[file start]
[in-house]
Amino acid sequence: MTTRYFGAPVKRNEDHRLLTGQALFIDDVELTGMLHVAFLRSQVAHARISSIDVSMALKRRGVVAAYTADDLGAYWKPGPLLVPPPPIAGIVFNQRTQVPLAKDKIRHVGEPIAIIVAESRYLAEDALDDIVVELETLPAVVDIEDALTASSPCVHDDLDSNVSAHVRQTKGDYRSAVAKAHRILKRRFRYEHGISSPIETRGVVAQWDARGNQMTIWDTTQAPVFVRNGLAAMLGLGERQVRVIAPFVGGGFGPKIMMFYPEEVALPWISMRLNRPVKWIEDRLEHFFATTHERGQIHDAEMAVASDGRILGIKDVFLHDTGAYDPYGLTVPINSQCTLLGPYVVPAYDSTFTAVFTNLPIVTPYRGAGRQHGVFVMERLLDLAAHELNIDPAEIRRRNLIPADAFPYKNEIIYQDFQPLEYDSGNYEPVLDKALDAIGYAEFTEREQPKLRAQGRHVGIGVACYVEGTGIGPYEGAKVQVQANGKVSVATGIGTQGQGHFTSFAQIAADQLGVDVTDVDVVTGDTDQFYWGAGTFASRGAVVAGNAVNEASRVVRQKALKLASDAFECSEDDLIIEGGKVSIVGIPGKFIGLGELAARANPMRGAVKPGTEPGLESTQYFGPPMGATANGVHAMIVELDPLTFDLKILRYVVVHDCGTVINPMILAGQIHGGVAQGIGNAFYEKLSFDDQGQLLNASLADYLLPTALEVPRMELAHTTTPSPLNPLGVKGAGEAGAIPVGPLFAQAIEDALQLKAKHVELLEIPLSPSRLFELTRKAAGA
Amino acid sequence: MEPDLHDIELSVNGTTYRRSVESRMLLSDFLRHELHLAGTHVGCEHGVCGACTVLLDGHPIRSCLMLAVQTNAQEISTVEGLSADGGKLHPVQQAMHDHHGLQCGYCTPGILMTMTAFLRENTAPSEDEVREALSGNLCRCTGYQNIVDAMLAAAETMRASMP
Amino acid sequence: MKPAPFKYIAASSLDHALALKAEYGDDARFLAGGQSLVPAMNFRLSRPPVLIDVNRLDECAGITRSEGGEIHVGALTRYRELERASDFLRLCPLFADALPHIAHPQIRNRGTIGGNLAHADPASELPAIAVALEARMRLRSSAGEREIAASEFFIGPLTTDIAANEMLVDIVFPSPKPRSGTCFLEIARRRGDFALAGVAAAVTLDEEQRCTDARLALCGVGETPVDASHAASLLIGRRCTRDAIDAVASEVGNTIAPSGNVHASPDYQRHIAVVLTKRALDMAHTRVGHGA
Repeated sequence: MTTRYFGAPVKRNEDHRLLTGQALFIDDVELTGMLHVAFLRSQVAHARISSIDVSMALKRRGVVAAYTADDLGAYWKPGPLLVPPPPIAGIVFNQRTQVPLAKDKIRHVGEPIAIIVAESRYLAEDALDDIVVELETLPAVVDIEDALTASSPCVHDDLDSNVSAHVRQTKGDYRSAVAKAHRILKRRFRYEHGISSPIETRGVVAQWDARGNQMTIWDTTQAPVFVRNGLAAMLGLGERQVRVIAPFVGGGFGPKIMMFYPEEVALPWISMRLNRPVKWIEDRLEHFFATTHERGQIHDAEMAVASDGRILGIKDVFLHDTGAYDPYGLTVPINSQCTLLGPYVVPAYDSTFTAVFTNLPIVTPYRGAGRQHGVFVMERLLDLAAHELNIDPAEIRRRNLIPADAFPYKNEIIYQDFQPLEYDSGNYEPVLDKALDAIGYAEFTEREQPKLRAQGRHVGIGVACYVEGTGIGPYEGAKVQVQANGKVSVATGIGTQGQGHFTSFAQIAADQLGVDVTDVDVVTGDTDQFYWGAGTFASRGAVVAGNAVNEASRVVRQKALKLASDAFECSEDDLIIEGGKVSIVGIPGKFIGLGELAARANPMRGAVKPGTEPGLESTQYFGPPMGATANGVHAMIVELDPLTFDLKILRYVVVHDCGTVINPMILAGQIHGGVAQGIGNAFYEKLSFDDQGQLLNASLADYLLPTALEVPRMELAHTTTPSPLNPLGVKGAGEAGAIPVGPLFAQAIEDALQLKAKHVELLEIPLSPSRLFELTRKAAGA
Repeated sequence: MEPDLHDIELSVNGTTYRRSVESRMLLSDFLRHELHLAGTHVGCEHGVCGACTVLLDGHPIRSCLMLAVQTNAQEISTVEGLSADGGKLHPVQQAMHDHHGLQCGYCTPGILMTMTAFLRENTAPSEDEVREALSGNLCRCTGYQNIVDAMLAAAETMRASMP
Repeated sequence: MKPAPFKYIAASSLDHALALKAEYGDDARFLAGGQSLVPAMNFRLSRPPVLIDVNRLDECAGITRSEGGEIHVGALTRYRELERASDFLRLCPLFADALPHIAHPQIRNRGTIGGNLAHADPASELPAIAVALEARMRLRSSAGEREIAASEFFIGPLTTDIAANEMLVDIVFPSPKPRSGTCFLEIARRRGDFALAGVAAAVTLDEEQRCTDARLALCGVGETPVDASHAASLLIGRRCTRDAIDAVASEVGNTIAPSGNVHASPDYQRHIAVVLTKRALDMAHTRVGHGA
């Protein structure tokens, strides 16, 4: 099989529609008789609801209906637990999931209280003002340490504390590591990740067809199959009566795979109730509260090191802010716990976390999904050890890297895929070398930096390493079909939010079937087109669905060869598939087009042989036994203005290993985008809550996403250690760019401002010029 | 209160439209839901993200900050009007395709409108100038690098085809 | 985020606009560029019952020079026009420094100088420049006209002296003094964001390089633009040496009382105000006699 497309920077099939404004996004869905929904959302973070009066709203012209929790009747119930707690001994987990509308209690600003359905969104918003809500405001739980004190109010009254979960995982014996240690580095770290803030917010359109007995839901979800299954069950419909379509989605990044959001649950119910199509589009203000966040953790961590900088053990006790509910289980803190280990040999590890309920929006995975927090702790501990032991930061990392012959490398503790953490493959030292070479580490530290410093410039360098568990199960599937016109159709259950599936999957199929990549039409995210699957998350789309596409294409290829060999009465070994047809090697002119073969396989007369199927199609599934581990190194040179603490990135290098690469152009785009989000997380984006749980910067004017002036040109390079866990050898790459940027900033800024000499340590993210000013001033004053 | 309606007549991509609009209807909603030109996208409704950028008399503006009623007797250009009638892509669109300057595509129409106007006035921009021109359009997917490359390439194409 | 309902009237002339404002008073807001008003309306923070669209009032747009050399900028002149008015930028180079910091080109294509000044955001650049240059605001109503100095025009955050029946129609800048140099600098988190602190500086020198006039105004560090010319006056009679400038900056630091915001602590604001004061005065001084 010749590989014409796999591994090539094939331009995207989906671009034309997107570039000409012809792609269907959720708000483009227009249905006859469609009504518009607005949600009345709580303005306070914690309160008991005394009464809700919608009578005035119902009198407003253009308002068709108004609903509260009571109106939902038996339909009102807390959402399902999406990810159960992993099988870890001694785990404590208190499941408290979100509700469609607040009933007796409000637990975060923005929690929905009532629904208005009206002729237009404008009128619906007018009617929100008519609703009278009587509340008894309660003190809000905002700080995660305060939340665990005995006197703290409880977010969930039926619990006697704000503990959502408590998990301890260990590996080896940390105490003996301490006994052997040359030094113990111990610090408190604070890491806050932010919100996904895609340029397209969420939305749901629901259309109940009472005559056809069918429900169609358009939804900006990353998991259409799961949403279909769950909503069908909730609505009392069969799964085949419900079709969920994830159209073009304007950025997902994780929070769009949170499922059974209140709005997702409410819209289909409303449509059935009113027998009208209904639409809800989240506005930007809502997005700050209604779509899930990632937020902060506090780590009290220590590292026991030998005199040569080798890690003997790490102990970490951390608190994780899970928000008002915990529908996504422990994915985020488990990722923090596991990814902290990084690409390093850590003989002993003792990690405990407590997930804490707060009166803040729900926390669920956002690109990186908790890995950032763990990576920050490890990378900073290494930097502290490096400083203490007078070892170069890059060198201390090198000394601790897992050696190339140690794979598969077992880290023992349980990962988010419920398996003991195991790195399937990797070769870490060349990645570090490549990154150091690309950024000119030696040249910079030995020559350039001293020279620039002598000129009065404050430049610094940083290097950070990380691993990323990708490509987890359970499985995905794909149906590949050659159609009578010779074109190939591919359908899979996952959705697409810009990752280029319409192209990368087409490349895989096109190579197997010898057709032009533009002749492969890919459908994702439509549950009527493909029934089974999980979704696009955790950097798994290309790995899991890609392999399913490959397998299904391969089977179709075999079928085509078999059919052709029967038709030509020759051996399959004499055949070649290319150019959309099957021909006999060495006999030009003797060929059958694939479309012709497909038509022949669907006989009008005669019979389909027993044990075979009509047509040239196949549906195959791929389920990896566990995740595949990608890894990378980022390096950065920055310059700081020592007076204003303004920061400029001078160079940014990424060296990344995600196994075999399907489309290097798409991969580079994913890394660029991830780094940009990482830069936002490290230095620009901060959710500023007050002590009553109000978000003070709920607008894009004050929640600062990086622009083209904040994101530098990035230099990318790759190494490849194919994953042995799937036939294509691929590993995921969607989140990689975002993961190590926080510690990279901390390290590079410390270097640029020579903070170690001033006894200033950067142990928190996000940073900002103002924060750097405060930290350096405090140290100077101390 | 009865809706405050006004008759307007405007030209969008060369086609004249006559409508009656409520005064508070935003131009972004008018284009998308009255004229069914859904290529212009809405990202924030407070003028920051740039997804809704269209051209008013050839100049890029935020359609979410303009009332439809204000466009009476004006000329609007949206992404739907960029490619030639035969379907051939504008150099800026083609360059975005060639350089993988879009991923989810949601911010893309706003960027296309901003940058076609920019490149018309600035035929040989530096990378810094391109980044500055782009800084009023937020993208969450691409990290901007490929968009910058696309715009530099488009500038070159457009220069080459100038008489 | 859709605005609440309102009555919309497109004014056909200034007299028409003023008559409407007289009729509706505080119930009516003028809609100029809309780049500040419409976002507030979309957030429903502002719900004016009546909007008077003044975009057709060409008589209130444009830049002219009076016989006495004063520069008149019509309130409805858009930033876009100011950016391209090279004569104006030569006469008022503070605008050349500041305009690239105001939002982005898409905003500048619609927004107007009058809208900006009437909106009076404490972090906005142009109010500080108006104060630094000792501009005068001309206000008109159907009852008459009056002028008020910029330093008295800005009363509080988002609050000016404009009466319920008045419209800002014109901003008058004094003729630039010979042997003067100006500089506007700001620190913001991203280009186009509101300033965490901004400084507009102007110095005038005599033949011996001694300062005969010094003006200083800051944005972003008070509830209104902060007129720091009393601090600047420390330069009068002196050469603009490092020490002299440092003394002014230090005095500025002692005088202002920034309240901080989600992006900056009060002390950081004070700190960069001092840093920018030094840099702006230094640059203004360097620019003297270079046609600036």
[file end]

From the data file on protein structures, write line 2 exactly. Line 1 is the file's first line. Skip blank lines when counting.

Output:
Amino acid sequence: MTTRYFGAPVKRNEDHRLLTGQALFIDDVELTGMLHVAFLRSQVAHARISSIDVSMALKRRGVVAAYTADDLGAYWKPGPLLVPPPPIAGIVFNQRTQVPLAKDKIRHVGEPIAIIVAESRYLAEDALDDIVVELETLPAVVDIEDALTASSPCVHDDLDSNVSAHVRQTKGDYRSAVAKAHRILKRRFRYEHGISSPIETRGVVAQWDARGNQMTIWDTTQAPVFVRNGLAAMLGLGERQVRVIAPFVGGGFGPKIMMFYPEEVALPWISMRLNRPVKWIEDRLEHFFATTHERGQIHDAEMAVASDGRILGIKDVFLHDTGAYDPYGLTVPINSQCTLLGPYVVPAYDSTFTAVFTNLPIVTPYRGAGRQHGVFVMERLLDLAAHELNIDPAEIRRRNLIPADAFPYKNEIIYQDFQPLEYDSGNYEPVLDKALDAIGYAEFTEREQPKLRAQGRHVGIGVACYVEGTGIGPYEGAKVQVQANGKVSVATGIGTQGQGHFTSFAQIAADQLGVDVTDVDVVTGDTDQFYWGAGTFASRGAVVAGNAVNEASRVVRQKALKLASDAFECSEDDLIIEGGKVSIVGIPGKFIGLGELAARANPMRGAVKPGTEPGLESTQYFGPPMGATANGVHAMIVELDPLTFDLKILRYVVVHDCGTVINPMILAGQIHGGVAQGIGNAFYEKLSFDDQGQLLNASLADYLLPTALEVPRMELAHTTTPSPLNPLGVKGAGEAGAIPVGPLFAQAIEDALQLKAKHVELLEIPLSPSRLFELTRKAAGA